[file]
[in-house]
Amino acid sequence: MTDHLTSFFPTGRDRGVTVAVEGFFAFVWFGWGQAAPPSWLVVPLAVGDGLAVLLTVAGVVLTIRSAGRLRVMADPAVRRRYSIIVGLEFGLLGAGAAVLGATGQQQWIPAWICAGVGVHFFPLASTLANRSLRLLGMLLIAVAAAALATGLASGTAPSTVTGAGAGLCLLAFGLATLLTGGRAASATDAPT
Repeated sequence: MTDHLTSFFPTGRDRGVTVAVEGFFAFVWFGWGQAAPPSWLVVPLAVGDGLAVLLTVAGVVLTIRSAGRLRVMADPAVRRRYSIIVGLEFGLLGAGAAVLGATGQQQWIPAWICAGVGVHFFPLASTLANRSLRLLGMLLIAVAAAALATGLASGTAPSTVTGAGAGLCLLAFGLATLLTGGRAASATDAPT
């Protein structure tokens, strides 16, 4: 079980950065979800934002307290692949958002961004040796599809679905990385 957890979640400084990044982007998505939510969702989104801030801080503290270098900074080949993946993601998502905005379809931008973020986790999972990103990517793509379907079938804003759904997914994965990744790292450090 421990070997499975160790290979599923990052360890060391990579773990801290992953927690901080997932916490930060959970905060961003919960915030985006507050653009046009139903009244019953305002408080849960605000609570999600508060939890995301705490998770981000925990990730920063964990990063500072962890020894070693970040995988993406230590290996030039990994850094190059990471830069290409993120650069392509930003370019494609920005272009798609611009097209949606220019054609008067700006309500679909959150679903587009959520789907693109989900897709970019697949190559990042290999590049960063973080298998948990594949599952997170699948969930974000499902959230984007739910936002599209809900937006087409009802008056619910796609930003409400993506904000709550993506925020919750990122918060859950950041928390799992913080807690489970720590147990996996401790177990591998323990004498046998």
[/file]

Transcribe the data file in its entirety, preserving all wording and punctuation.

[in-house]
Amino acid sequence: MTDHLTSFFPTGRDRGVTVAVEGFFAFVWFGWGQAAPPSWLVVPLAVGDGLAVLLTVAGVVLTIRSAGRLRVMADPAVRRRYSIIVGLEFGLLGAGAAVLGATGQQQWIPAWICAGVGVHFFPLASTLANRSLRLLGMLLIAVAAAALATGLASGTAPSTVTGAGAGLCLLAFGLATLLTGGRAASATDAPT
Repeated sequence: MTDHLTSFFPTGRDRGVTVAVEGFFAFVWFGWGQAAPPSWLVVPLAVGDGLAVLLTVAGVVLTIRSAGRLRVMADPAVRRRYSIIVGLEFGLLGAGAAVLGATGQQQWIPAWICAGVGVHFFPLASTLANRSLRLLGMLLIAVAAAALATGLASGTAPSTVTGAGAGLCLLAFGLATLLTGGRAASATDAPT
């Protein structure tokens, strides 16, 4: 079980950065979800934002307290692949958002961004040796599809679905990385 957890979640400084990044982007998505939510969702989104801030801080503290270098900074080949993946993601998502905005379809931008973020986790999972990103990517793509379907079938804003759904997914994965990744790292450090 421990070997499975160790290979599923990052360890060391990579773990801290992953927690901080997932916490930060959970905060961003919960915030985006507050653009046009139903009244019953305002408080849960605000609570999600508060939890995301705490998770981000925990990730920063964990990063500072962890020894070693970040995988993406230590290996030039990994850094190059990471830069290409993120650069392509930003370019494609920005272009798609611009097209949606220019054609008067700006309500679909959150679903587009959520789907693109989900897709970019697949190559990042290999590049960063973080298998948990594949599952997170699948969930974000499902959230984007739910936002599209809900937006087409009802008056619910796609930003409400993506904000709550993506925020919750990122918060859950950041928390799992913080807690489970720590147990996996401790177990591998323990004498046998």